Filmmaker Mr Sawwaf attended the Islamic University in Gaza, an institution that Hamas controls. In 2013 he made a documentary which said the terror group was right when it mounted its coup in Gaza against its rival Fatah because of their alleged corruption.
In 2014 the Hamas media department honoured Mr Sawwaf with a special award for “countering the Zionist narrative” and being able to “penetrate European public opinion” through his work.
He was presented with it by Hamas leaders Mushir Al-Masry, Salah Al-Bardawil and Fawzi Barhoum at a gala ceremony at the Haifa Hotel on the Gaza seafront.
Mr Sawwaf was a guest on al-Aqsa TV, the pro-Hamas TV channel, on Tuesday this week, when he talked about his film and the impact he hoped it would have.
In tweets highlighted by media watchdog CAMERA Arabic, he has applauded the launching of rockets by Palestinian forces against Israeli civilian targets.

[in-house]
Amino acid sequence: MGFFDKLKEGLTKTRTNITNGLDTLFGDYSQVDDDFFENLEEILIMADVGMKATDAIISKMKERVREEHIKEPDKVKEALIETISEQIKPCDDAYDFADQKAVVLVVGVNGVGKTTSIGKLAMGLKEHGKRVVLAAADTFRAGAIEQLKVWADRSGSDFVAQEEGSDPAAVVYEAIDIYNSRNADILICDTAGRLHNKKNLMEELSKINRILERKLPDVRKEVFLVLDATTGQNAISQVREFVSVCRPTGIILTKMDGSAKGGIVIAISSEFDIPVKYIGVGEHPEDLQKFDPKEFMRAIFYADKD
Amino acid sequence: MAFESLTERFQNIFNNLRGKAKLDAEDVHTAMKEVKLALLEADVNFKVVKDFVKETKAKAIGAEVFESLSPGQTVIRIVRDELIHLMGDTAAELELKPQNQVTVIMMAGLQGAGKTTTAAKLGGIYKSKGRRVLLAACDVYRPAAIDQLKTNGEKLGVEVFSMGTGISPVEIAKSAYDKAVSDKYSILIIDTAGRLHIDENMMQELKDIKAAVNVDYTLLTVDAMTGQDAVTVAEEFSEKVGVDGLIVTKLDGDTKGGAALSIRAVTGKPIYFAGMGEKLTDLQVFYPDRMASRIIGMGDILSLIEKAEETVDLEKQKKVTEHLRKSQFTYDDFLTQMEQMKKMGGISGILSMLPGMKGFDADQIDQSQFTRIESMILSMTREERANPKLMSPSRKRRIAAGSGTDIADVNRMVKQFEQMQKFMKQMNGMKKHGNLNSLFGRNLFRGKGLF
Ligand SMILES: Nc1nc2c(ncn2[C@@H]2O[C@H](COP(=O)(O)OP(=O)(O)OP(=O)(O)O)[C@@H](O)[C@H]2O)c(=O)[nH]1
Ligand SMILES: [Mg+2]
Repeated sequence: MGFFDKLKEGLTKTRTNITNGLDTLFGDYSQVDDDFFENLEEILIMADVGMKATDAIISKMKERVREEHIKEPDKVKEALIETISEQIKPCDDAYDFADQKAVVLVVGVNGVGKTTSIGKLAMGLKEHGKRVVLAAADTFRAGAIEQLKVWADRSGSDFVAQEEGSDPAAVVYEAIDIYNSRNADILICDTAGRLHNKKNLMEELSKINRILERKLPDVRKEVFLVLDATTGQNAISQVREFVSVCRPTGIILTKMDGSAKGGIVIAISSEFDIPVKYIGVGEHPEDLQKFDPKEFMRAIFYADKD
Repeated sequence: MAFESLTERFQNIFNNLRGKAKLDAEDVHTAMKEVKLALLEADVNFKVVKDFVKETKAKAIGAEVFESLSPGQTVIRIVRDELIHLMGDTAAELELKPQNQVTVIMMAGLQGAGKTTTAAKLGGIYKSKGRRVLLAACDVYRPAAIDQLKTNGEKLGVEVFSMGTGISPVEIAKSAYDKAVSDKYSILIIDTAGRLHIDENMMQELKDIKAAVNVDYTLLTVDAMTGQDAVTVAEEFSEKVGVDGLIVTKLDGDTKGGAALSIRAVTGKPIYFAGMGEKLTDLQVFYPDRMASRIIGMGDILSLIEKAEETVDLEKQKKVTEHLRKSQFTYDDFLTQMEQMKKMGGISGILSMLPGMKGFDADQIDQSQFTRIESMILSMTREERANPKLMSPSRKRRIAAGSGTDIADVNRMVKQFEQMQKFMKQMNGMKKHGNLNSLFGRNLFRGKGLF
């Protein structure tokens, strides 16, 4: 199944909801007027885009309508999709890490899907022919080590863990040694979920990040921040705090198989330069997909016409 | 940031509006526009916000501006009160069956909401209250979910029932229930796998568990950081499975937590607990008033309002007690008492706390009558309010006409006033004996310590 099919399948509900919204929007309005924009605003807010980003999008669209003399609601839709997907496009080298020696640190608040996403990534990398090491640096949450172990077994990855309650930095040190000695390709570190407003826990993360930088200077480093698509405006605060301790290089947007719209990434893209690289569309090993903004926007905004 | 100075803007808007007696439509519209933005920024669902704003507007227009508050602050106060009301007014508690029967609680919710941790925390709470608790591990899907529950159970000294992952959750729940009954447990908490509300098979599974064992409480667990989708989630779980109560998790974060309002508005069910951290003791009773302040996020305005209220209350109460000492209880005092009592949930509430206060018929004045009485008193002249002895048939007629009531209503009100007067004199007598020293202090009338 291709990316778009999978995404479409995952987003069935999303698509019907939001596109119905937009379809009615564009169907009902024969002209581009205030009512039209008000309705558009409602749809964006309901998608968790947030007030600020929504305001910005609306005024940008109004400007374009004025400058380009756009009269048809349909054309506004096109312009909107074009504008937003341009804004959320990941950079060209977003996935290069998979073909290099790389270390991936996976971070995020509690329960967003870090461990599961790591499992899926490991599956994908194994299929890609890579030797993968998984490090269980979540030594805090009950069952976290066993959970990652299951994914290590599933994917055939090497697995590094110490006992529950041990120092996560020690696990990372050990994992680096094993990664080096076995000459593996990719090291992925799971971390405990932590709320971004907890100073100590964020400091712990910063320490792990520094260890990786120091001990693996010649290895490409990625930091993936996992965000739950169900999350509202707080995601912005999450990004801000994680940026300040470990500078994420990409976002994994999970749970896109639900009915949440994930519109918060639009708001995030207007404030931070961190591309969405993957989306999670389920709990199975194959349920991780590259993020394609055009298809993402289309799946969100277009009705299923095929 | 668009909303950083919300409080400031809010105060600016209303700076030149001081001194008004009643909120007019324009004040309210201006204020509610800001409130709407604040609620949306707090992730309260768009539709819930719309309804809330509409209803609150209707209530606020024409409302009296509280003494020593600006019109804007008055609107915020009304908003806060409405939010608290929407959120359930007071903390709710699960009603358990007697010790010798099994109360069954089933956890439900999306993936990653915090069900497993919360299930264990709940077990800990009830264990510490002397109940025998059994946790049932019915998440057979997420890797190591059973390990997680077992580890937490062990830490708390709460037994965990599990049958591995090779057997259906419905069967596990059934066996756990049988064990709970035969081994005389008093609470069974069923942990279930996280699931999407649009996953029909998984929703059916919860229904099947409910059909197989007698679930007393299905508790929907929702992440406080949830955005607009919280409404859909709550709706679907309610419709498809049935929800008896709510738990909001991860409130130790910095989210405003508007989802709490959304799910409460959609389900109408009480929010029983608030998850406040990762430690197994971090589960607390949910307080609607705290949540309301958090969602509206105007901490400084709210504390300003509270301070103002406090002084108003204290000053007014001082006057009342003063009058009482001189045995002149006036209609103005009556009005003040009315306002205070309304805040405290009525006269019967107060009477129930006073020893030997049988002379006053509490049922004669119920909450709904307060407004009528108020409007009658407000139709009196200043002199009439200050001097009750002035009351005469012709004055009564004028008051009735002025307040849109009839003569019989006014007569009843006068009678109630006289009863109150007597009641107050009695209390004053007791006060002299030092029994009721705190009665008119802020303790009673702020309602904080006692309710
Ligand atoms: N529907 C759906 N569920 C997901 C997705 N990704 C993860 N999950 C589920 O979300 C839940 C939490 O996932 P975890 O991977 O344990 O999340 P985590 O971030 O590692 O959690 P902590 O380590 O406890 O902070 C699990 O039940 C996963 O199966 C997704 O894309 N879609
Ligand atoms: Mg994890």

In 2012, he posted: “Gaza bombs Tel Aviv – Gaza bombs Jerusalem – wow, what do you know – praise Allah – all in all feeling great.”
The same year he said: “Calling ‘Allahu Akbar’ during Eid – people feel the taste of victory – isn’t it enough for us that the alarm sirens were heard again in Tel Aviv, isn’t it enough for us that weak Gaza bombed the occupation in its heartland?”
In 2014 he tweeted: “In Jerusalem, Haifa, Tel Aviv and all of our 1948 lands, when rockets are launched towards them everybody runs to the shelters except their original residents who celebrate them.”